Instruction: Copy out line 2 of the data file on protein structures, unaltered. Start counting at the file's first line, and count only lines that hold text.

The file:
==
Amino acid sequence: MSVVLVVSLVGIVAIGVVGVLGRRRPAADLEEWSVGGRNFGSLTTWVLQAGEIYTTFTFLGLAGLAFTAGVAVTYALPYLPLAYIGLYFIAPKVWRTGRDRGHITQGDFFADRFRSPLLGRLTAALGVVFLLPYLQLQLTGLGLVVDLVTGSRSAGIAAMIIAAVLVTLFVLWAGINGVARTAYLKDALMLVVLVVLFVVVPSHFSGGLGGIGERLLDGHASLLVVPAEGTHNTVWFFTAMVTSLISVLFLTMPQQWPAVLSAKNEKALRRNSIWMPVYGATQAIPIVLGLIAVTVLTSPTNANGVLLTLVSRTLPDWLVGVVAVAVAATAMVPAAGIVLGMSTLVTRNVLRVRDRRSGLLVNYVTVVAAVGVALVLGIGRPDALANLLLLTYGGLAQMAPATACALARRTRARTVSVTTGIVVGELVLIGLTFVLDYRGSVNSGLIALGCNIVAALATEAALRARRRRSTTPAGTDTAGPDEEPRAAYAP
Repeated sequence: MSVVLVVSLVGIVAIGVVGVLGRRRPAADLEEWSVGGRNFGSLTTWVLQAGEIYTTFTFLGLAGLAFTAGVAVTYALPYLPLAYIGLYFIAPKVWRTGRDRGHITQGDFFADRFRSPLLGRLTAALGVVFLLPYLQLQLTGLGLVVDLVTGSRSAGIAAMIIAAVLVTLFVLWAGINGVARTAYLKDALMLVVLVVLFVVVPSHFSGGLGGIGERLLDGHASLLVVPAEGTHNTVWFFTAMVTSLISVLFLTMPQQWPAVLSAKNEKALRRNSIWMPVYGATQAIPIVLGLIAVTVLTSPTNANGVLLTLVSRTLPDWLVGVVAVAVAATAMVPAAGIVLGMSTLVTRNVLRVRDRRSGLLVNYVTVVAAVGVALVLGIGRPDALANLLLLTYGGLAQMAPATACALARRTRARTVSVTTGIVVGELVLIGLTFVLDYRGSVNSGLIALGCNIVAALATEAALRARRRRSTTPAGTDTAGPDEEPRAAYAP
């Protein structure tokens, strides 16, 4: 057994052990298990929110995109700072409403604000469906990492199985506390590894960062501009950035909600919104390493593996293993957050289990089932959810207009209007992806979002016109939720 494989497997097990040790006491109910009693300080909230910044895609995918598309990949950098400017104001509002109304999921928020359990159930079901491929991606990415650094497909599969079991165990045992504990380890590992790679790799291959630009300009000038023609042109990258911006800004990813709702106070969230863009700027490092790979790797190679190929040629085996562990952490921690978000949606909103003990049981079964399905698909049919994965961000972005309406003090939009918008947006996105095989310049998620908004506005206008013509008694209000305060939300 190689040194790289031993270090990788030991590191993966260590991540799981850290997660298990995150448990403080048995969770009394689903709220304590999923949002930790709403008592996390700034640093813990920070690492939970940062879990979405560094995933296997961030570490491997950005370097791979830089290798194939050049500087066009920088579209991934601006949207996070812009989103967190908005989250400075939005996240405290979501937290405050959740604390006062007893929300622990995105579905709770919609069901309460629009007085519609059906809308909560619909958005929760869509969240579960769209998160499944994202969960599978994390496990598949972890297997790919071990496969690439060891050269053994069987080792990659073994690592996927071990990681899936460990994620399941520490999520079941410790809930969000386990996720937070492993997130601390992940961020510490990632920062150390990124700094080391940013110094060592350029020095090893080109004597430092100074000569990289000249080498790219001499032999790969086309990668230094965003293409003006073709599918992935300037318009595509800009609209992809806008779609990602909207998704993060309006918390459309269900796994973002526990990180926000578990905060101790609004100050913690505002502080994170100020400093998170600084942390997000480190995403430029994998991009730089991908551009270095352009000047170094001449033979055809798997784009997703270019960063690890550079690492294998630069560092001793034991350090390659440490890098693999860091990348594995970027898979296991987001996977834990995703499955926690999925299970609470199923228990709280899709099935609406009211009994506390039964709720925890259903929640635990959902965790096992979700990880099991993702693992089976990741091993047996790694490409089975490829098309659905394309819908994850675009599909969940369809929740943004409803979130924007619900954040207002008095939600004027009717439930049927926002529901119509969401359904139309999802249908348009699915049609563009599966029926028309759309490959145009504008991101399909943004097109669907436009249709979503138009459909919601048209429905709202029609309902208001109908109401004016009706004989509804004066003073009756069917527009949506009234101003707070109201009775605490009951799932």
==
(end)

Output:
Repeated sequence: MSVVLVVSLVGIVAIGVVGVLGRRRPAADLEEWSVGGRNFGSLTTWVLQAGEIYTTFTFLGLAGLAFTAGVAVTYALPYLPLAYIGLYFIAPKVWRTGRDRGHITQGDFFADRFRSPLLGRLTAALGVVFLLPYLQLQLTGLGLVVDLVTGSRSAGIAAMIIAAVLVTLFVLWAGINGVARTAYLKDALMLVVLVVLFVVVPSHFSGGLGGIGERLLDGHASLLVVPAEGTHNTVWFFTAMVTSLISVLFLTMPQQWPAVLSAKNEKALRRNSIWMPVYGATQAIPIVLGLIAVTVLTSPTNANGVLLTLVSRTLPDWLVGVVAVAVAATAMVPAAGIVLGMSTLVTRNVLRVRDRRSGLLVNYVTVVAAVGVALVLGIGRPDALANLLLLTYGGLAQMAPATACALARRTRARTVSVTTGIVVGELVLIGLTFVLDYRGSVNSGLIALGCNIVAALATEAALRARRRRSTTPAGTDTAGPDEEPRAAYAP